Our series on drones, known formally as “unmanned aircraft systems” or “UAS,” addresses the growing use of drones in numerous industries across the United States. Many sectors in the United States have embraced drones due to their ability to significantly reduce costs, execute a variety of tasks traditionally performed by human labor, access places that humans and larger aircraft are incapable of reaching, and provide enhanced reliability and accuracy of data. Furthermore, commercial drone use in the U.S. is expected to become more prevalent as federal government decision-makers and industry stakeholders work together to encourage drone use in commercial operations and to foster the integration of drones into the nation’s airspace.

Here’s the second installment of our series, which focuses on the rapidly increasing integration of drones into the energy, oil and gas, utilities and telecommunications industries.

Energy/Oil & Gas/Utilities

Stakeholders in the energy industry are increasingly utilizing drones to achieve significant cost savings, enhanced safety, higher energy yields, increased inspection speed and frequency and overall improved productivity. A number of the industry’s subsectors (e.g., oil and gas, electric, nuclear and renewables) are embracing UAS technology for a diverse range of functions, including:

  • Collecting data and images for purposes of mapping, monitoring and site development construction
  • Detecting oil and gas leaks
  • Enhancing storm restoration measures
  • Identifying and assessing damage to oil rigs and pipelines
  • Locating right-of-way encroachments, such as vegetation and construction
  • Inspecting power lines, solar panels, substations, transmission towers and wind turbines
  • Monitoring changes in condition through the use of automatic flight routines
  • Preventing damage and potential outages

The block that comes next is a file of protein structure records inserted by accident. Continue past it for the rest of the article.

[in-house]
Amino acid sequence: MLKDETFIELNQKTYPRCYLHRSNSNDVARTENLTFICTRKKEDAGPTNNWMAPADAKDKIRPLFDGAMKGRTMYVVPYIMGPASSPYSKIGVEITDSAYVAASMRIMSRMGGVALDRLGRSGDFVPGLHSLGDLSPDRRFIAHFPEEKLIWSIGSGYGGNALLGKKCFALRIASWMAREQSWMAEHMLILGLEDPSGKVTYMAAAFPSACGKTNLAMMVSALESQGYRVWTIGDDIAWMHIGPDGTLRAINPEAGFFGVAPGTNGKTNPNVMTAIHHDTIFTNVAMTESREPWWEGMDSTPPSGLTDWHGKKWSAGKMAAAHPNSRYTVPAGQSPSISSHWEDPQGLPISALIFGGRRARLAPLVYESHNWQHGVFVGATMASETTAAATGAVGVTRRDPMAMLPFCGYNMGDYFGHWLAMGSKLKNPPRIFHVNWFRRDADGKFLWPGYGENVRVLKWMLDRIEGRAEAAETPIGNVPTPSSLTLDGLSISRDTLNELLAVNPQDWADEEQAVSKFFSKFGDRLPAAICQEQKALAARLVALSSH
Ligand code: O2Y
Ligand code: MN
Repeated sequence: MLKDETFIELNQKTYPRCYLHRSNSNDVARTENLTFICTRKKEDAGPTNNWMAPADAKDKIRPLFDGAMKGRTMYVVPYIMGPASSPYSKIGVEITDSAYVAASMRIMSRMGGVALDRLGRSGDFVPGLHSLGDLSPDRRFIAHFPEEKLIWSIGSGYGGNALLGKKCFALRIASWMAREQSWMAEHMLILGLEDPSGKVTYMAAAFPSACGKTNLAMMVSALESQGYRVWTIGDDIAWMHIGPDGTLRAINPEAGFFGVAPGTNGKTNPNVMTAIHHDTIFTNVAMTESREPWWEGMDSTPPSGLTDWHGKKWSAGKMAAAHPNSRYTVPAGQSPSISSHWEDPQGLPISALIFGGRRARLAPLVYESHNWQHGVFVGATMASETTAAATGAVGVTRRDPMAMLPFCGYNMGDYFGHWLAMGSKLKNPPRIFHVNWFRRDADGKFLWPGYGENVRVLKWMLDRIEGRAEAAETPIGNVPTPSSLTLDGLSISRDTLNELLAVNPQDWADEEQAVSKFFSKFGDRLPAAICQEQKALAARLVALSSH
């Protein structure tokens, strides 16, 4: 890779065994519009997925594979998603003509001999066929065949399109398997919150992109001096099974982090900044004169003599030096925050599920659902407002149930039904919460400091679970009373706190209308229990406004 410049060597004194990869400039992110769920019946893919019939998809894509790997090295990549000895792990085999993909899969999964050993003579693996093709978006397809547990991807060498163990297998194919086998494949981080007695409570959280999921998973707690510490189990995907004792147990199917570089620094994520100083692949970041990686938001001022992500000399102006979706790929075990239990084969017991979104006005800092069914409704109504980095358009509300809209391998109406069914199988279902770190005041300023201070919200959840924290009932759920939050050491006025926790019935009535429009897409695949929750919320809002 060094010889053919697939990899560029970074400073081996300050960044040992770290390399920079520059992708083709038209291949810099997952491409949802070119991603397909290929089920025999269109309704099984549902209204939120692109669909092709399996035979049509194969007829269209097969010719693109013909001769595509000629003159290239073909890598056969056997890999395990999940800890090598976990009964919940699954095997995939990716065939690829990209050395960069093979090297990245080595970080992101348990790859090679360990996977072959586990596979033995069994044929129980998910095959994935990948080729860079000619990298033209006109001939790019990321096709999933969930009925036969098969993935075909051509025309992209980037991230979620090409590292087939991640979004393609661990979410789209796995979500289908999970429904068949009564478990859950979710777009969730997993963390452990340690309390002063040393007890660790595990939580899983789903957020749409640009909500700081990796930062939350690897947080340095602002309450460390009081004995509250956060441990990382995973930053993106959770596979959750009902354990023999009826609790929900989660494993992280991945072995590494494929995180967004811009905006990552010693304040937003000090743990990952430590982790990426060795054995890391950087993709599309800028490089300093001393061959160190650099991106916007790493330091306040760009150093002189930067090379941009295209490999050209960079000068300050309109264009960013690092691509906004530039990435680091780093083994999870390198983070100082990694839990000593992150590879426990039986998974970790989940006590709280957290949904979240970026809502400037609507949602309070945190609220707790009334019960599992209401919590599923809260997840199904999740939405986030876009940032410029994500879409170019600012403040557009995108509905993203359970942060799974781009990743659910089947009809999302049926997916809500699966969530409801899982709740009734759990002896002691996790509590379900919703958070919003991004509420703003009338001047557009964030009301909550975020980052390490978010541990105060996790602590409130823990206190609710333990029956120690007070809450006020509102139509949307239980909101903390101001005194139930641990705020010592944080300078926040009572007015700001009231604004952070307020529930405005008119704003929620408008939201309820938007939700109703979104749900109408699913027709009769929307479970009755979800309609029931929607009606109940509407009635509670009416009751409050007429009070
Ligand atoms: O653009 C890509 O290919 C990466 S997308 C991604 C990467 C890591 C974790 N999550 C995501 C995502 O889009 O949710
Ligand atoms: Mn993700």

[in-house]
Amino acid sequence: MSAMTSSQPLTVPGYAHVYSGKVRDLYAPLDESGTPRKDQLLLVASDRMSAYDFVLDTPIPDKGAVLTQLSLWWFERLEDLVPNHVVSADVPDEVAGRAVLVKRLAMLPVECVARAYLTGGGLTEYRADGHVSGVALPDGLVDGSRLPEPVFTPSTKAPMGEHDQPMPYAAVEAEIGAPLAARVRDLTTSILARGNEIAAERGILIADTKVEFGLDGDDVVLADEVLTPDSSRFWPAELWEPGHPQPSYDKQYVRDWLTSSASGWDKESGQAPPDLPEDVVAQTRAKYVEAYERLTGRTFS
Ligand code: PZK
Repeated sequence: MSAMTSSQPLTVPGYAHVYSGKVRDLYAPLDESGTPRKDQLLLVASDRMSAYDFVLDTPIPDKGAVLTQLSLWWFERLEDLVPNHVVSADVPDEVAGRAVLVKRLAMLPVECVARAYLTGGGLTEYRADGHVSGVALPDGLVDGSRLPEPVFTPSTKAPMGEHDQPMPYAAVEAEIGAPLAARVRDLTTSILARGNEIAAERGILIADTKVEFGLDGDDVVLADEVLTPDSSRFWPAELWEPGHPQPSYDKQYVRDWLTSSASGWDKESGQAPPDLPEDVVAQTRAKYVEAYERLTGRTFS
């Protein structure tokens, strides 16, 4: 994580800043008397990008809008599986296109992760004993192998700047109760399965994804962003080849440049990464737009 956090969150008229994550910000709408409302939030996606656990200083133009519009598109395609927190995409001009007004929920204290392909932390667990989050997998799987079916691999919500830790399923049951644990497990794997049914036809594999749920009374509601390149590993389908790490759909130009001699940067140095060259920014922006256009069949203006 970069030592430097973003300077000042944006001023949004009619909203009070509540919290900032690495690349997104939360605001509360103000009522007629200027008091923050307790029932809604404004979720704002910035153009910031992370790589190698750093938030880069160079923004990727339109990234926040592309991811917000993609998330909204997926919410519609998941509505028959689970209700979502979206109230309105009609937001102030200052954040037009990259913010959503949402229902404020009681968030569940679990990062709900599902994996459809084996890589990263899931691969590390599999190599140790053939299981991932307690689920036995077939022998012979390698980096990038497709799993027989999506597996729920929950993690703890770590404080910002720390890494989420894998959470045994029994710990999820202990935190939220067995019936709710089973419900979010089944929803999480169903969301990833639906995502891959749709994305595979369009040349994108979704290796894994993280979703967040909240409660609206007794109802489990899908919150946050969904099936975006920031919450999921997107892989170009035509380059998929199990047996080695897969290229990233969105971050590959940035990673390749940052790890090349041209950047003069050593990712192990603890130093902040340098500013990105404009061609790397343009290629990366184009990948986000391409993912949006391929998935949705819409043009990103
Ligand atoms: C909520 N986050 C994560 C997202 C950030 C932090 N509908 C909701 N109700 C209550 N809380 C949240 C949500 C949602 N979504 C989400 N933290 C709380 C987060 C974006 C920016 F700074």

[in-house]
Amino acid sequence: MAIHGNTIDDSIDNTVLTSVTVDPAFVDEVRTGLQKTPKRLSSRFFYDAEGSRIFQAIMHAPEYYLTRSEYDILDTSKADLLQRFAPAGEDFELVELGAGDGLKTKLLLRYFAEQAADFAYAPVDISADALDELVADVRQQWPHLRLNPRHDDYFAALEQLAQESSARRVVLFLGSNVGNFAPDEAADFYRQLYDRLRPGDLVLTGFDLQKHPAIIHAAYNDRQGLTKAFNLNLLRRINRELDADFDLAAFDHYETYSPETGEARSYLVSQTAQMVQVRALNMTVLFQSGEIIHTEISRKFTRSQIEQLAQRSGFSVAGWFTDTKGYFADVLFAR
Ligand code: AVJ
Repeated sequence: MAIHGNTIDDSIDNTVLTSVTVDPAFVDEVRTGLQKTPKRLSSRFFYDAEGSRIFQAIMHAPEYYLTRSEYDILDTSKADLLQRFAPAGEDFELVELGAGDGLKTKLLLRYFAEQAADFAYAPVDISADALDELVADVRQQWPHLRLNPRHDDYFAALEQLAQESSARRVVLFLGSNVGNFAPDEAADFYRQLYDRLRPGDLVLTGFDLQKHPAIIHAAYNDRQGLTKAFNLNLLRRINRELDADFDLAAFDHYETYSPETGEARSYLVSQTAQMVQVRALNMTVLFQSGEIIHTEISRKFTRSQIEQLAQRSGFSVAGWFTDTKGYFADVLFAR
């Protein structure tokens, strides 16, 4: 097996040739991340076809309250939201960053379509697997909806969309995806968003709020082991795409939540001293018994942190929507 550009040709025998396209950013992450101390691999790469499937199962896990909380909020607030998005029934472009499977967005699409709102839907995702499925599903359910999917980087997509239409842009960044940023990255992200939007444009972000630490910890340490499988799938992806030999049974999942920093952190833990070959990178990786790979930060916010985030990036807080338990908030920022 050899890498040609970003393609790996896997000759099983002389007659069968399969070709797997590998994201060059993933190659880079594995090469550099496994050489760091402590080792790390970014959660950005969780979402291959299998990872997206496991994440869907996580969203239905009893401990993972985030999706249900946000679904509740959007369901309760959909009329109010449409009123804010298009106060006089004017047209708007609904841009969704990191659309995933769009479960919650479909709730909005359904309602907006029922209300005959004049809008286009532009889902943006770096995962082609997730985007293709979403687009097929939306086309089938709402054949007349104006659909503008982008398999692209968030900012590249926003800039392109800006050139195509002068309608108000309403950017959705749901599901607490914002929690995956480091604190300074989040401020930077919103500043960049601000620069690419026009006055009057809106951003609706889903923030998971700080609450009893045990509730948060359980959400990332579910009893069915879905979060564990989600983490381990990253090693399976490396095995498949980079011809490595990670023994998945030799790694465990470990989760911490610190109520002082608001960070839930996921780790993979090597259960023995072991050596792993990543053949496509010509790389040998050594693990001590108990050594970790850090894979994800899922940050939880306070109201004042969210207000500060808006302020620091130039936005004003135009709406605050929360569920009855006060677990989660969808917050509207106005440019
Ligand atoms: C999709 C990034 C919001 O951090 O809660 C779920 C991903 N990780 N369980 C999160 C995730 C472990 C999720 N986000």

End users in other utility sectors, such as the water and wastewater utility industries, can also use drones for many of these tasks, including leak detection, mapping, monitoring, pipeline inspection, and storm restoration.

Telecommunications

End users in the telecommunications industry are utilizing drones for:

  • Tower inspections
  • Network testing
  • Aerial base stations and relay stations

Concerning tower inspections, drones can:

  • Identify biological or structural hazards and obstacles that degrade radio signals
  • Access hard-to-reach areas while avoiding guy wires and electromagnetic fields
  • Create 3D models
  • Perform inspections and make repairs significantly faster — and at a lesser cost — than human labor

Regarding network testing, drones are able to more quickly and less expensively test for connection speed, signal strength, latency and interference (including over large terrains) than human workers.

Finally, drones can serve as both aerial base stations and relay stations, providing residents in rural areas with Internet access and establishing short-term solutions until permanent solutions are available. After all, drones, which can essentially be “parked” in the air, can be:

  • Deployed on demand
  • Flown in any location
  • Repositioned to boost coverage, spectral efficiency and user quality experience

While commercial drone operation in the United States continues to advance, obstacles remain that prohibit the commercial drone industry from reaching its full potential.

For example, public perception of drones, especially in areas of the country where commercial drone use has not gained sufficient exposure, needs to be modified so that the public will understand the numerous benefits drones can provide to various industries rather than viewing drones as voyeuristic devices that promote trespassing and invasions of privacy.

In addition, state and local government decision-makers across the country will need to work with federal government leaders and industry stakeholders to facilitate commercial drone operations and remove barriers that threaten to curtail the progression of the industry.